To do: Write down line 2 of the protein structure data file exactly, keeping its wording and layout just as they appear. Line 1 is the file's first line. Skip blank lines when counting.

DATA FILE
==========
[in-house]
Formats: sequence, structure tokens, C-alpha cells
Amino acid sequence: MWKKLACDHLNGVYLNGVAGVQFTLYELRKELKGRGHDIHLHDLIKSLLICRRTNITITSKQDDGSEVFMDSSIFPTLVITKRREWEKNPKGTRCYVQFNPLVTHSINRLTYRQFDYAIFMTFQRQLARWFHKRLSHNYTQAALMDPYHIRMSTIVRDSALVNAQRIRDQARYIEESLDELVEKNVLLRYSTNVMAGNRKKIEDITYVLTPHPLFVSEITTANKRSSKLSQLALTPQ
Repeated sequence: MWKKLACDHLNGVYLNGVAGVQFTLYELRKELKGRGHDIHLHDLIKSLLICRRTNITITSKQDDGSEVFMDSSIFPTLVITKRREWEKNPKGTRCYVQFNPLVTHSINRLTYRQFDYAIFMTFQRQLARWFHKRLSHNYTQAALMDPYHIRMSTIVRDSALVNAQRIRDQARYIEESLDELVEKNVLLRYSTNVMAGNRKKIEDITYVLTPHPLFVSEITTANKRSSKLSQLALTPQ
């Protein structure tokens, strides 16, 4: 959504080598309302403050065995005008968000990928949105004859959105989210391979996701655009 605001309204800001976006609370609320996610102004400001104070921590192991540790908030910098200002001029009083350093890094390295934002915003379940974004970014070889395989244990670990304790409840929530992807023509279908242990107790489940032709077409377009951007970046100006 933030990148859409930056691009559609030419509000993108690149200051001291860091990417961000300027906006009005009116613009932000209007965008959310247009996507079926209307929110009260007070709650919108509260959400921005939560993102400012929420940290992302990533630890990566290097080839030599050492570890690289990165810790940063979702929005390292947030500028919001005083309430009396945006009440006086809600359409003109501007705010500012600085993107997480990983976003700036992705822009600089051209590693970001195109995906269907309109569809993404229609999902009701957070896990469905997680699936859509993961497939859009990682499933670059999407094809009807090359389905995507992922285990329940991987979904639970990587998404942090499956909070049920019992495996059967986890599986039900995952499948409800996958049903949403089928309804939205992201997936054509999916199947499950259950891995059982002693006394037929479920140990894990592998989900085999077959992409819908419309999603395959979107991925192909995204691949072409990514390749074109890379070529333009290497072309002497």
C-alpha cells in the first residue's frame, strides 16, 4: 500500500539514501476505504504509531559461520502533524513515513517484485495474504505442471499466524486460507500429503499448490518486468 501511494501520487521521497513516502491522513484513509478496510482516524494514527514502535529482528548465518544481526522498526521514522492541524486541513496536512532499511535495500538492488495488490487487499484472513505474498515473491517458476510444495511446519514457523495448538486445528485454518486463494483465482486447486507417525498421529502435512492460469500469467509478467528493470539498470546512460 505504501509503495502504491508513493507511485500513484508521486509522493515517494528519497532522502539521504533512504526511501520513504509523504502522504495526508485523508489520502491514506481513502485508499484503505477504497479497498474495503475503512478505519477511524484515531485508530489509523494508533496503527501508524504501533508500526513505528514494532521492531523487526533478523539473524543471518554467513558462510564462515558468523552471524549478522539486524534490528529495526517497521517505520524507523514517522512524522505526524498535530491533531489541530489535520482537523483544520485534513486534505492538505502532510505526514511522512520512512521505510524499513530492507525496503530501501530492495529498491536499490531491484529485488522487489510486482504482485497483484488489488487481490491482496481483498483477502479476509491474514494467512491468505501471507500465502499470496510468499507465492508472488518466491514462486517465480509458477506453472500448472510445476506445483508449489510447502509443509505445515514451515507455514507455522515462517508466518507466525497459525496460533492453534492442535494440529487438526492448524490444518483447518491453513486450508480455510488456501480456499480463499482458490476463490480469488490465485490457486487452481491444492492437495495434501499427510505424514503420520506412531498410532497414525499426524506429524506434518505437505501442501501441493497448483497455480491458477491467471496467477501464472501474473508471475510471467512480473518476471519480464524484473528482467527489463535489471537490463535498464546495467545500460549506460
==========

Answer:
Formats: sequence, structure tokens, C-alpha cells